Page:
Olney Theatre Center’s production of Miss You Like Hell explores issues of immigration policies, parental abandonment and the power of Latinx women. Lisa Portes makes her Olney Theatre directing debut with the musical’s second recent production in our area (the first was at Baltimore Center Stage last fall.) Portes gives us a powerful production that will touch audiences’ hearts.
With a book by Quiara Alegría Hudes (In the Heights) and a score by songwriter Erin McKeown, Miss You Like Hell is about Beatriz, an undocumented Mexican immigrant estranged from her daughter Olivia, who she lost in a custody battle to her white husband. The mother and daughter are reconnecting on a cross country road trip as Beatriz awaits her immigration trial and faces the threat of deportation after living in the U.S. for 20 years. The story is a little slow at the beginning, and a few songs could have been shortened, but it picks up as they begin to face new challenges.
Karmine Alers and Valeria Morales give true standout performances, as mother and daughter, playing their roles with heart and complexity. Alers shows us the free-spirited and passionate Beatriz in all her layers: she goes from being fun-loving and sing-songy one moment, to regretful about her past the next, to being a “lioness” and encouraging her daughter to be one too, to being afraid of making a scene because of all her years in hiding. In one beautiful moment, Beatriz gets out of the car where she has been talking with Olivia and stands in a spotlight, reflecting on all the fears she’s had about being found out. As she divulges these emotions in “Over My Shoulder,” Alers allows each moment to land.
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Morales portrays Olivia’s angst and conflicted feelings about her mother very believably. Her voice soars in “Sundays” and the titular song, displaying both power and vulnerability. She also depicts Olivia’s anxiety in songs like “Bibliography,” her panicked recitation of all of the books she’s read contrasting with the full voice she brings to the “Good Night, Moon” line that reminds her of her mother. It’s clear that Olivia was traumatized when her mother left her behind, so she tries to lose herself in books, a path that Beatriz, who read to her when she was younger, set her on.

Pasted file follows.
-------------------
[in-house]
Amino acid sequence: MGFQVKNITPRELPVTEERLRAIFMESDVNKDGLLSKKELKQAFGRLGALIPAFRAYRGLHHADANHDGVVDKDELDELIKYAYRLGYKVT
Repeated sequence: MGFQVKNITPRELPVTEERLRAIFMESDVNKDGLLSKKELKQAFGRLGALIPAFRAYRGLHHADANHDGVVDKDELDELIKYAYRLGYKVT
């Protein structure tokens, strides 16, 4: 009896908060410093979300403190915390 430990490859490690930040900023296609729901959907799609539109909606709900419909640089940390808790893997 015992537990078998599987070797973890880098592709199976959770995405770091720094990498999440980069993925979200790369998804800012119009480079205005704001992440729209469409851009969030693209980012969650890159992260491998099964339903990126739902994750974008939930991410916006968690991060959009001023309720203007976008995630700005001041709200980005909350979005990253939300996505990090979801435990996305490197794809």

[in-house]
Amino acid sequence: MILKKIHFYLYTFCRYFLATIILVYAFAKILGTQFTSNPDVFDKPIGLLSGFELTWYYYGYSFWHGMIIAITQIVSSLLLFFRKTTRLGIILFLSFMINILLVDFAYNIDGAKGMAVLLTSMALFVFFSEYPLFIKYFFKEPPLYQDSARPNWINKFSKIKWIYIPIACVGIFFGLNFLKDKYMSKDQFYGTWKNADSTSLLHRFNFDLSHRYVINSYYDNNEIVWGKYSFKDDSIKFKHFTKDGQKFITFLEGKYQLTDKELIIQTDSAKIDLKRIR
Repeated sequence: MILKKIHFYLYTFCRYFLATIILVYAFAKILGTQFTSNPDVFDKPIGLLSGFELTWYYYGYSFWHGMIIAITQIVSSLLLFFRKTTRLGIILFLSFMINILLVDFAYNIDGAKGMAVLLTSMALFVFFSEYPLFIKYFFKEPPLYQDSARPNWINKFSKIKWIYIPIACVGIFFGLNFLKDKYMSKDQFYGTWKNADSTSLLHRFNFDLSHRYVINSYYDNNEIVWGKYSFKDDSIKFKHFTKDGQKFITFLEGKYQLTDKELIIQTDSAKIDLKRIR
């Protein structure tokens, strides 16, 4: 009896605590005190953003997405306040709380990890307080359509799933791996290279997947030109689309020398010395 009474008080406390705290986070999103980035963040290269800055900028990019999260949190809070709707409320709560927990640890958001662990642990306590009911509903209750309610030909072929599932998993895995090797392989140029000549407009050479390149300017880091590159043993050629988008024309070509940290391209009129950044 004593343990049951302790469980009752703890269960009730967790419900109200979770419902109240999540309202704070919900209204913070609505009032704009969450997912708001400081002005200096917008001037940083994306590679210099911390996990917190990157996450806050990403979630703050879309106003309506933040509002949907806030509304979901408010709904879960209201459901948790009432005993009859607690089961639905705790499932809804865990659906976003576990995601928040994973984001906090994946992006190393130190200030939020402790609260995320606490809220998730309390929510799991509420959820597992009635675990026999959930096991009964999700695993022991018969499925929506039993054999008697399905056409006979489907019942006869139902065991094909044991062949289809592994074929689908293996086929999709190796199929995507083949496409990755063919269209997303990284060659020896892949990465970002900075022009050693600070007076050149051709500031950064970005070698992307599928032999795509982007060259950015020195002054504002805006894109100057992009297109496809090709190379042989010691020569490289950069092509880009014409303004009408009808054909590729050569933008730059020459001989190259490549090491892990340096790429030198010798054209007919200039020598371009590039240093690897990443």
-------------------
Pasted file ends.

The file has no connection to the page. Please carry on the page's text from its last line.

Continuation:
The subplots are performed expertly by the supporting actors. Carlos L. Encinias provides tenderness and a sense of home in his portrayal of Manuel, a man who sells tamales and eventually helps Beatriz and Olivia on their journey; Kayla Gross sings her vocal runs and riffs in “Yellowstone” with ease and dexterity; and Bradley Mott and Lawrence Redmond as Mo and Higgins bring comic relief and heart in their portrayal of a gay couple trying to get married in all 50 states.
Miss You Like Hell closes March 1, 2020. DCTS details and tickets
The set (Milogros Ponce de León) and the projections (Thomas Ontiveros) complement each other nicely. The projections give a clear idea of the surroundings, from the road moving by rapidly as the car drives on with mountains and sky in the background, to Tumblr posts as Olivia writes on her blog. Yet the projections are also minimal enough to keep emphasis on the human beings on stage. The brightly colored floor with patterns makes one think of the fact that Beatriz’s culture is what grounds her, and how Olivia is learning to find that same grounding with her culture.
That sense of hope and love for life, despite looming fears of loss and abandonment, are what Beatriz and Olivia learn from each other and from everyone they meet. Their story, likewise, allows us to find the humanity in each other.
Miss You Like Hell by Quiara Alegría Hudes and Erin McKeown. Directed by Lisa Portes. Music direction by Walter “Bobby” McCoy. Choreography by Breon Arzell. Featuring Karmine Alers, Jyline Carranza, Carlos L. Encinias, Jay Frisby, Kayla Gross, Valeria Morales, Bradley Mott, Olivia Ashley Reed, Lawrence Redmond, Kara-Tameika Watkins and Michael Wood. Scenic design by Milagros Ponce de León. Costume design by Ivania Stack. Lighting design by Pablo Santiago. Sound design by Matt Rowe. Projection design by Thomas Ontiveros. Produced by Olney Theatre Center. Reviewed by Daniella Ignacio.